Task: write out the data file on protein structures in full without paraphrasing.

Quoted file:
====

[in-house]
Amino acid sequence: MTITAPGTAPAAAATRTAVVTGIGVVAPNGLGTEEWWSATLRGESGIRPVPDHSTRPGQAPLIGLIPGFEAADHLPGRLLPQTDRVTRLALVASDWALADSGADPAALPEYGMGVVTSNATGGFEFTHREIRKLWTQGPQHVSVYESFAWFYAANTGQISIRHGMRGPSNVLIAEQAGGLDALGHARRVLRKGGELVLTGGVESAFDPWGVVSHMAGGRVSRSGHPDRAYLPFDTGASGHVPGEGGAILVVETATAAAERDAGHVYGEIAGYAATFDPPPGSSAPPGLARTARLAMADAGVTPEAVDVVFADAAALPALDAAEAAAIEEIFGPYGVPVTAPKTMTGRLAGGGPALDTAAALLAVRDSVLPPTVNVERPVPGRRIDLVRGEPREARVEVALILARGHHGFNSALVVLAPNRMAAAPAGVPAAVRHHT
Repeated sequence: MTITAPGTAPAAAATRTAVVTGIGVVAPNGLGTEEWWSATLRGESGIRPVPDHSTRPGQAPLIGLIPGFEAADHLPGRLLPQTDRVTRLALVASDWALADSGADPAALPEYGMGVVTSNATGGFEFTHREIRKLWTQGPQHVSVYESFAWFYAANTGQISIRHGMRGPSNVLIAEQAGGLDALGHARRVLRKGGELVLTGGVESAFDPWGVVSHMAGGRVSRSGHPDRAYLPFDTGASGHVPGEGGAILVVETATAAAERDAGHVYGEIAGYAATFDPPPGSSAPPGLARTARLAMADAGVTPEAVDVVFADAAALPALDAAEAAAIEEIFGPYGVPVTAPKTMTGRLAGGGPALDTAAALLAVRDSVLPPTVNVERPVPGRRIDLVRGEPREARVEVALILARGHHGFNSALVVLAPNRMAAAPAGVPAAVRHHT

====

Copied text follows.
[in-house]
Amino acid sequence: MTITAPGTAPAAAATRTAVVTGIGVVAPNGLGTEEWWSATLRGESGIRPVPDHSTRPGQAPLIGLIPGFEAADHLPGRLLPQTDRVTRLALVASDWALADSGADPAALPEYGMGVVTSNATGGFEFTHREIRKLWTQGPQHVSVYESFAWFYAANTGQISIRHGMRGPSNVLIAEQAGGLDALGHARRVLRKGGELVLTGGVESAFDPWGVVSHMAGGRVSRSGHPDRAYLPFDTGASGHVPGEGGAILVVETATAAAERDAGHVYGEIAGYAATFDPPPGSSAPPGLARTARLAMADAGVTPEAVDVVFADAAALPALDAAEAAAIEEIFGPYGVPVTAPKTMTGRLAGGGPALDTAAALLAVRDSVLPPTVNVERPVPGRRIDLVRGEPREARVEVALILARGHHGFNSALVVLAPNRMAAAPAGVPAAVRHHT
Repeated sequence: MTITAPGTAPAAAATRTAVVTGIGVVAPNGLGTEEWWSATLRGESGIRPVPDHSTRPGQAPLIGLIPGFEAADHLPGRLLPQTDRVTRLALVASDWALADSGADPAALPEYGMGVVTSNATGGFEFTHREIRKLWTQGPQHVSVYESFAWFYAANTGQISIRHGMRGPSNVLIAEQAGGLDALGHARRVLRKGGELVLTGGVESAFDPWGVVSHMAGGRVSRSGHPDRAYLPFDTGASGHVPGEGGAILVVETATAAAERDAGHVYGEIAGYAATFDPPPGSSAPPGLARTARLAMADAGVTPEAVDVVFADAAALPALDAAEAAAIEEIFGPYGVPVTAPKTMTGRLAGGGPALDTAAALLAVRDSVLPPTVNVERPVPGRRIDLVRGEPREARVEVALILARGHHGFNSALVVLAPNRMAAAPAGVPAAVRHHT